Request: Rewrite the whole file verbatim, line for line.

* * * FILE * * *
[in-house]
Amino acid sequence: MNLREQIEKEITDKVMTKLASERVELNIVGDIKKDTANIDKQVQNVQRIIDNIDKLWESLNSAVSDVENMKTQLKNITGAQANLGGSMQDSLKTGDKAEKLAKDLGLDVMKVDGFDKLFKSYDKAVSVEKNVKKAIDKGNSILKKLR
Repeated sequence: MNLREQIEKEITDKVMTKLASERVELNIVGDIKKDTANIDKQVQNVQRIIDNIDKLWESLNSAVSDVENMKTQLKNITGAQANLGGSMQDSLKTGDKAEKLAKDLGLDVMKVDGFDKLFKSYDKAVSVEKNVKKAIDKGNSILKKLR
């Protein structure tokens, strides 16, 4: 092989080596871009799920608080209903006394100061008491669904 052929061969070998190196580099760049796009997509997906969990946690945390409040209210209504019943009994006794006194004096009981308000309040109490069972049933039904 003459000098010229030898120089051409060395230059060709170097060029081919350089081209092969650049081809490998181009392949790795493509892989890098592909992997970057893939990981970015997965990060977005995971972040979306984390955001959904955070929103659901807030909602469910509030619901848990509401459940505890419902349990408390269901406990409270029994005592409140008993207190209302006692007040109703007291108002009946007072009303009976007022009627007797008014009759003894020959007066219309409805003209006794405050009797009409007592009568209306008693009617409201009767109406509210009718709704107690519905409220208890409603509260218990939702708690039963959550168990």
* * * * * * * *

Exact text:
[in-house]
Amino acid sequence: MNLREQIEKEITDKVMTKLASERVELNIVGDIKKDTANIDKQVQNVQRIIDNIDKLWESLNSAVSDVENMKTQLKNITGAQANLGGSMQDSLKTGDKAEKLAKDLGLDVMKVDGFDKLFKSYDKAVSVEKNVKKAIDKGNSILKKLR
Repeated sequence: MNLREQIEKEITDKVMTKLASERVELNIVGDIKKDTANIDKQVQNVQRIIDNIDKLWESLNSAVSDVENMKTQLKNITGAQANLGGSMQDSLKTGDKAEKLAKDLGLDVMKVDGFDKLFKSYDKAVSVEKNVKKAIDKGNSILKKLR
């Protein structure tokens, strides 16, 4: 092989080596871009799920608080209903006394100061008491669904 052929061969070998190196580099760049796009997509997906969990946690945390409040209210209504019943009994006794006194004096009981308000309040109490069972049933039904 003459000098010229030898120089051409060395230059060709170097060029081919350089081209092969650049081809490998181009392949790795493509892989890098592909992997970057893939990981970015997965990060977005995971972040979306984390955001959904955070929103659901807030909602469910509030619901848990509401459940505890419902349990408390269901406990409270029994005592409140008993207190209302006692007040109703007291108002009946007072009303009976007022009627007797008014009759003894020959007066219309409805003209006794405050009797009409007592009568209306008693009617409201009767109406509210009718709704107690519905409220208890409603509260218990939702708690039963959550168990």